Jan 2, 2019
Jupiter is electrodynamic.
Many Pictures of the Day discuss the planet, Jupiter—especially its electromagnetic interaction with its moons and the rest of the Solar System. Jupiter’s magnetosphere extends for almost 650 million kilometers; even beyond Saturn’s orbit.
Bands of radiation, similar to the Van Allen radiation belts, except thousands of times greater, surround Jupiter. The most energetic bands radiate in radio frequencies. That plasma radiation led to the discovery of Jupiter’s magnetic field. However, the maverick scientist, Immanuel Velikovsky, predicted Jupiter’s magnetic field in 1953.
On December 21, 2018 Juno was a mere 5,053 kilometers above Jupiter’s clouds, traveling at 207,287 kilometers per hour, marking Juno’s 16th low-altitude pass. Juno’s elliptical 53-day orbit includes those close passes, as it follows a track extending from Jupiter’s north pole to its south pole.
According to a recent press release, Jack Connerney, Juno deputy principal investigator from the Space Research Corporation wrote:
“This will provide coverage of the planet every 11.25 degrees of longitude, providing a more detailed picture of what makes the whole of Jupiter tick.”
Back in 1995 the Galileo orbiter discovered a dipole magnetic field like the one surrounding Earth. The signature of Ganymede’s flux tube, the electric current that connects it with Jupiter, can be seen in the aurora at the poles. Galileo discovered electric charge flowing around the planet, just as Electric Universe advocates predicted. Also, as previously written, Jupiter’s moon Io dissipates more than 2 trillion watts of power.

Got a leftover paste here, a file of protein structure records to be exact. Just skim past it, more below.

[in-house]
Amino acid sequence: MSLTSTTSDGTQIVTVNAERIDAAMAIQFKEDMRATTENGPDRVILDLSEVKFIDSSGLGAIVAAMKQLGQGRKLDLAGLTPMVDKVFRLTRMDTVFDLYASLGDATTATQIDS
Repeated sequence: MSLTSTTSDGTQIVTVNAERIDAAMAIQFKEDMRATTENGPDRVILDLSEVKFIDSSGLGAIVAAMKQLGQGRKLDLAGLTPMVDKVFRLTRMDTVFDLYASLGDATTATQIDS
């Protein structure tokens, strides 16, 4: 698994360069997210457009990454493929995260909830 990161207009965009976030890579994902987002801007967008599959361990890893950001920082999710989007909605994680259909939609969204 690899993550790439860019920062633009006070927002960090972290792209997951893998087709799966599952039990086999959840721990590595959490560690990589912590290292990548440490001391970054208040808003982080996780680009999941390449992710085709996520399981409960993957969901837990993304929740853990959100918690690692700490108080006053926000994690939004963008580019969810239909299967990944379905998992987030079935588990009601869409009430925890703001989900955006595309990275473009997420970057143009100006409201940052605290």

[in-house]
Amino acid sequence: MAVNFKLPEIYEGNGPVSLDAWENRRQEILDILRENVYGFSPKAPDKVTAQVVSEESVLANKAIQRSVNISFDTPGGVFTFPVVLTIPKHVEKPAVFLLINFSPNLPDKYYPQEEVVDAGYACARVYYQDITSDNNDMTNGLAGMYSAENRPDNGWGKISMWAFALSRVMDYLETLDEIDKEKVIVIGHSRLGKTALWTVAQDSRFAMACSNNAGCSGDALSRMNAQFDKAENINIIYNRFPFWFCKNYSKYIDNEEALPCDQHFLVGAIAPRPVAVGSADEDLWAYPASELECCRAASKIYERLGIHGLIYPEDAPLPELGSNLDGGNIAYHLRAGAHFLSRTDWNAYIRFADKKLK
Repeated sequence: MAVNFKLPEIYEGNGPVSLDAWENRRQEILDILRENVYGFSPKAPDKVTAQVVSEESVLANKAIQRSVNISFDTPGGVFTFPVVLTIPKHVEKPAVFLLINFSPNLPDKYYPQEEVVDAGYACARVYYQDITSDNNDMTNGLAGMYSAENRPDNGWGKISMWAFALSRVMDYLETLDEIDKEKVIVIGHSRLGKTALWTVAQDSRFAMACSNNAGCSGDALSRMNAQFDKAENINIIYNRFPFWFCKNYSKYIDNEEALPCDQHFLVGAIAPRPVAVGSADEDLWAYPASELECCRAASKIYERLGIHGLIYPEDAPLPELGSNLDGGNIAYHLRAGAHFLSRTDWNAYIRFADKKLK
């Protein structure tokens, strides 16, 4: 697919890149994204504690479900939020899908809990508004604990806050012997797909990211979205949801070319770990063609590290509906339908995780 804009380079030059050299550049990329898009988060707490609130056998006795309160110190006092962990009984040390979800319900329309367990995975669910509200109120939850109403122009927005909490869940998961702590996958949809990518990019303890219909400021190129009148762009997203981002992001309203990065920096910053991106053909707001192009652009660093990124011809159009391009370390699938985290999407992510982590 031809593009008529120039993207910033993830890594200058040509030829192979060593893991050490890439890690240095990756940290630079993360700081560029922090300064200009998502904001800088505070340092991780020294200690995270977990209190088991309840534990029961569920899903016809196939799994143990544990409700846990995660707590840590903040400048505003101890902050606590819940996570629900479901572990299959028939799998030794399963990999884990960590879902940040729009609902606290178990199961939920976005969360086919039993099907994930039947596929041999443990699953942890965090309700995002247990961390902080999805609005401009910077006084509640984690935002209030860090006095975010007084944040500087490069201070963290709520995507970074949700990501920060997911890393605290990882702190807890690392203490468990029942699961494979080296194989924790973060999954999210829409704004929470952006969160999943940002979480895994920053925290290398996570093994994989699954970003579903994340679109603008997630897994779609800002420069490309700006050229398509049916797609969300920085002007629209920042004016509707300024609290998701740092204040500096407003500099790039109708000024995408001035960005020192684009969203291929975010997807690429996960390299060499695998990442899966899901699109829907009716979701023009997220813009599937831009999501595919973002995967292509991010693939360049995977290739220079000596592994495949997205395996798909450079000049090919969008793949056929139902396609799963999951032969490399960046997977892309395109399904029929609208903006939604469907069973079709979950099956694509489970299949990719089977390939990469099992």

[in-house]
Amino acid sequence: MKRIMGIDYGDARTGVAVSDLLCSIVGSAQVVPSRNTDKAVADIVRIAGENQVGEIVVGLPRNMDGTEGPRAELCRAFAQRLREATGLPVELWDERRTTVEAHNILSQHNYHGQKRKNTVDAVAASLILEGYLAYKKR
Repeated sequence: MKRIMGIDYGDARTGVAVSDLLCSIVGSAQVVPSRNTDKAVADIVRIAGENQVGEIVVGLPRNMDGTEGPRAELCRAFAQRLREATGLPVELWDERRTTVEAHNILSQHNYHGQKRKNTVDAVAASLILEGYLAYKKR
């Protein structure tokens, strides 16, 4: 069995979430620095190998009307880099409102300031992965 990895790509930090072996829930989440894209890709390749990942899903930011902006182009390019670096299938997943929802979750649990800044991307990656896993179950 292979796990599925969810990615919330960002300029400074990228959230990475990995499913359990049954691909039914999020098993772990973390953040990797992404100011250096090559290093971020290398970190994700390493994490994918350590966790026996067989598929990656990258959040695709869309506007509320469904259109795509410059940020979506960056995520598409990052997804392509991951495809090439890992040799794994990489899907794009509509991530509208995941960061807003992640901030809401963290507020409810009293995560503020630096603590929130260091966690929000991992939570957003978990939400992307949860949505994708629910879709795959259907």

An electrical connection between Jupiter and its moons means that Jupiter is in an electrodynamic relationship with the Sun. Since Jupiter’s auroral storms are seen when solar activity is low, it is assumed that its moons might provide a key to understanding planetary bodies with magnetic fields.
Jupiter is more electrically active than consensus models predicted. Instead of a 5 gauss magnetic field, Juno detected a 9 gauss field, compared to Earth at .5 gauss. The field is also quite irregular, suggesting to astrophysicists that there is some kind of nonconformity.
According to a recent press release, NASA extended funding for the Juno mission until 2022. As it stands, spacecraft operations will end in July 2021 with incineration taking place sometime in 2022. The extension is largely due to a concern with its fuel delivery system. Instead of orbiting Jupiter every 14 days, Juno is in a 53 day orbit.